Births were identified by 99 locally resident women, generally two per surveillance area, each covering an average of 600 households. Events were confirmed by 12 interviewers, responsible for four areas each, who visited mothers at home and arranged interviews at around 6 weeks after delivery. Interviews had a predominantly closed format, with questions on demography, socioeconomic factors and antenatal and delivery care. After an explanation of the data collection activities, participants were asked for verbal consent to be interviewed and assured of the confidentiality of data. Team members who encountered illness in mothers or infants had an ethical responsibility to recommend that they visit a health facility. Interviews were subject to a range of systematic and random checks for accuracy and completeness, both in the field and during entry into a relational database management system (Access; Microsoft Corp., Redmond, WA, USA). Information provided by participants remained confidential, and outputs did not include their names.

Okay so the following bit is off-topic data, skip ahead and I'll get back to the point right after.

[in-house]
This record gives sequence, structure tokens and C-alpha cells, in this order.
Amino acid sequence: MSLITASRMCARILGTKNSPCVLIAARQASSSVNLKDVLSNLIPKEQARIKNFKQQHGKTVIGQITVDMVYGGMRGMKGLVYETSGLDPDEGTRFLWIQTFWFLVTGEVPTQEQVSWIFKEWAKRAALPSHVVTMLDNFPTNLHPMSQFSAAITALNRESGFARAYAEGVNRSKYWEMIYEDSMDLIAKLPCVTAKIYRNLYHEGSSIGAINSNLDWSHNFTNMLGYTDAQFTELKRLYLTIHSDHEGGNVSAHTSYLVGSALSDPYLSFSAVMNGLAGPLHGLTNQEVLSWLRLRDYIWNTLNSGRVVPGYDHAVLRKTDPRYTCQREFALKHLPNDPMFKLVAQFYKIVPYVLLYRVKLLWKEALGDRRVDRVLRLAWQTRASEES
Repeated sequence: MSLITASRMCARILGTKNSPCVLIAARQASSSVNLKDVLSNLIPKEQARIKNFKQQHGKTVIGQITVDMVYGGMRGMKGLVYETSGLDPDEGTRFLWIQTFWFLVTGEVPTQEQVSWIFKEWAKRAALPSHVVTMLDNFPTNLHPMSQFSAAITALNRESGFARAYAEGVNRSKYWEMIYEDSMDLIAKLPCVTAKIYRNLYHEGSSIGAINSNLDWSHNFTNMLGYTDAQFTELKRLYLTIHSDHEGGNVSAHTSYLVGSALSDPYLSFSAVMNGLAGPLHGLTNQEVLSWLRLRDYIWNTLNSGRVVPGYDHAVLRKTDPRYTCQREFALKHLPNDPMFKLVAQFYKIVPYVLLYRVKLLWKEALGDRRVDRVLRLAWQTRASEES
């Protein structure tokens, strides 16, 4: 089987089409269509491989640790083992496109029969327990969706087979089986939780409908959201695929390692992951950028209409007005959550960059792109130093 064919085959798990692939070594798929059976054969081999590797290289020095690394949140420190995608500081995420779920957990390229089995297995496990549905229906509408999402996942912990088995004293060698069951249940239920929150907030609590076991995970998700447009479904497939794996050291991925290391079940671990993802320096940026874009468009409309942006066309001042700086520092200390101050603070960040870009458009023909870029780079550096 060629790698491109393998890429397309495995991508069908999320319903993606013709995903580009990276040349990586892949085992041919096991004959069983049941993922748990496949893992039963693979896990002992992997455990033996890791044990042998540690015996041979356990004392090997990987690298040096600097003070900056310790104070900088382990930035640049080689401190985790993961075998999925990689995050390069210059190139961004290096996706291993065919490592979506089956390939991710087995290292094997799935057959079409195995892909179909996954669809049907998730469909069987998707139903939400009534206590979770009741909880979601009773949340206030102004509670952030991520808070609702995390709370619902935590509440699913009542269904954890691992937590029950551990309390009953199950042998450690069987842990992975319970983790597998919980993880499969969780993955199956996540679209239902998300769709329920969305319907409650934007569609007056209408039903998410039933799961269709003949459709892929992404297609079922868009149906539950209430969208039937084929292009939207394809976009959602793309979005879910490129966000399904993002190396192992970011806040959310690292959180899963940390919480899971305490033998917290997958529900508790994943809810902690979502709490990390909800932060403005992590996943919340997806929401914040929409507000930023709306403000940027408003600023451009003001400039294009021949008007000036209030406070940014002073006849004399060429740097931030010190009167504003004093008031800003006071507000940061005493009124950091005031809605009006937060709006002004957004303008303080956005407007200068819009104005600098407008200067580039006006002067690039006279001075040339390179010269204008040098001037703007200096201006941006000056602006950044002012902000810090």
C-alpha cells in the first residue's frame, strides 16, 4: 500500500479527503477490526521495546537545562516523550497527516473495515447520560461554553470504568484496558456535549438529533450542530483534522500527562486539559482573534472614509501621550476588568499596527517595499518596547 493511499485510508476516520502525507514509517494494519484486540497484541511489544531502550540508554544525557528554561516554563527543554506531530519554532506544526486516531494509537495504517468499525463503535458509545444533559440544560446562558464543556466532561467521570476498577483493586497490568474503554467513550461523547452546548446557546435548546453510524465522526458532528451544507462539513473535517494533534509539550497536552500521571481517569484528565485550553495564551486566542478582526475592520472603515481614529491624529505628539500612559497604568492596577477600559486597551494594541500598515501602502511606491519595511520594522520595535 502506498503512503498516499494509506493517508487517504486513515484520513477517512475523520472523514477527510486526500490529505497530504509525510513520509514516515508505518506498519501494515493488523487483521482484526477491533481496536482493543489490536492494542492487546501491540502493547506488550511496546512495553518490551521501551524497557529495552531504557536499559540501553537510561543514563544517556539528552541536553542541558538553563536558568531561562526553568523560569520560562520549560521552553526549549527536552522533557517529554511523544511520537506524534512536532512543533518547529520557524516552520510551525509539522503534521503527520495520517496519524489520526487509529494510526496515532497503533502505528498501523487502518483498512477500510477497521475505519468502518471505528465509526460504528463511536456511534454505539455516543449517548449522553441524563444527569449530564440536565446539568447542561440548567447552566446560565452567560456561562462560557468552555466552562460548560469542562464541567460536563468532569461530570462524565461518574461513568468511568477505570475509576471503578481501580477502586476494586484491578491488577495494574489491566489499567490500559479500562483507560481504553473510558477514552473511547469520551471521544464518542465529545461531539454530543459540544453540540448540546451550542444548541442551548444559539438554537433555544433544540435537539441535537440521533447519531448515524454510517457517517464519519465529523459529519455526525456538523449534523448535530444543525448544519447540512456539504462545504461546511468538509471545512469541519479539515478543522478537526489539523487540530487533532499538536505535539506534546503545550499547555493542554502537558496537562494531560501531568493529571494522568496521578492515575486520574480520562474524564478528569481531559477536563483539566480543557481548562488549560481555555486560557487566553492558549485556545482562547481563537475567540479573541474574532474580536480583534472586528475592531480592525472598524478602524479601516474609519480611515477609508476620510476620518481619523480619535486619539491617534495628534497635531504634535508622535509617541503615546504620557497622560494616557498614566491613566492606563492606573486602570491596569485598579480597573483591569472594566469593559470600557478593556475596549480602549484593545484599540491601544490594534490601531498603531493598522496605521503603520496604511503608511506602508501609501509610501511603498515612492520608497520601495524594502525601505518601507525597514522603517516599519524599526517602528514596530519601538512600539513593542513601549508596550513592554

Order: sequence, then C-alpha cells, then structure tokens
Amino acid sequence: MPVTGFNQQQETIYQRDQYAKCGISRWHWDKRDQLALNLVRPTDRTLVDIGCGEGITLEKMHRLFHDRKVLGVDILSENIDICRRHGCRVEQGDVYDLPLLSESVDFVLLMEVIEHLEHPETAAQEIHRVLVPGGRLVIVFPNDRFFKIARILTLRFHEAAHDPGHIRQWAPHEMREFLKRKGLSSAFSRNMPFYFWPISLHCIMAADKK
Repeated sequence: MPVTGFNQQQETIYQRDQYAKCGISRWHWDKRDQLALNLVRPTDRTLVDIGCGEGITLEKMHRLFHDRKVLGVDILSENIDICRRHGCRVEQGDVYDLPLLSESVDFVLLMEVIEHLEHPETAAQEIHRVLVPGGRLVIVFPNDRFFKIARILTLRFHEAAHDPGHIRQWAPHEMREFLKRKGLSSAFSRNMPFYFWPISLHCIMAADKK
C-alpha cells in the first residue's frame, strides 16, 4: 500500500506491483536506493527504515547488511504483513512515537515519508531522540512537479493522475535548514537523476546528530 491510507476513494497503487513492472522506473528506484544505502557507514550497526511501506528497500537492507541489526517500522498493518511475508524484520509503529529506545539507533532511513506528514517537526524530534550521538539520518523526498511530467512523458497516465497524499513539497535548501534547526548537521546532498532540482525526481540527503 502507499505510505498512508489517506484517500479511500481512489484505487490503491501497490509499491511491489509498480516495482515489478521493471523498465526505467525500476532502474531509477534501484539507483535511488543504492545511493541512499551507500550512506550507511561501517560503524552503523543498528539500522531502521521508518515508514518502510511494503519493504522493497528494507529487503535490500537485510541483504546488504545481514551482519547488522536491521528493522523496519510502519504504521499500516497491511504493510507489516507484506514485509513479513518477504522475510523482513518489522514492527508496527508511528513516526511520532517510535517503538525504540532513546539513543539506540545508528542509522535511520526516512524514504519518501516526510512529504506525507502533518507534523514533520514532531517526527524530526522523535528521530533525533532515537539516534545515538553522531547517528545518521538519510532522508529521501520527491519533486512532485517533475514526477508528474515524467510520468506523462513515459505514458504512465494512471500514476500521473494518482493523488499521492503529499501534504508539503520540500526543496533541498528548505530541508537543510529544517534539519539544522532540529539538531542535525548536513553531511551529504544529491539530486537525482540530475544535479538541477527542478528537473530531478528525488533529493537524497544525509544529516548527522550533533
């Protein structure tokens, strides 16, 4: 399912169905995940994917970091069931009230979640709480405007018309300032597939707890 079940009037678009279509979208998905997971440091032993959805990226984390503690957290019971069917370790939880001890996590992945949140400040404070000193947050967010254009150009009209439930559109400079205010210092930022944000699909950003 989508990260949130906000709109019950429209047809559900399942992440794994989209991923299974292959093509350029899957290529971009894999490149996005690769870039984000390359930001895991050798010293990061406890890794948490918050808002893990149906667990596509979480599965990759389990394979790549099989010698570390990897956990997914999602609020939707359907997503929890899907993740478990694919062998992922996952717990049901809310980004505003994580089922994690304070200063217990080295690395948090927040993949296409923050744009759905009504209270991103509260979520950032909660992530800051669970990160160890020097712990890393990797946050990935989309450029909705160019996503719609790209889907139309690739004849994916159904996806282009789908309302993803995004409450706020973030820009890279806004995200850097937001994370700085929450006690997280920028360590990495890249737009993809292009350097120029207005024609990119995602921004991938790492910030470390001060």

2.3. Statistical analysis

Data handling involved cross-tabulation and calculation of percentages. The flow map presentation used frequencies and was based on the legacy of Minard.21

3. Results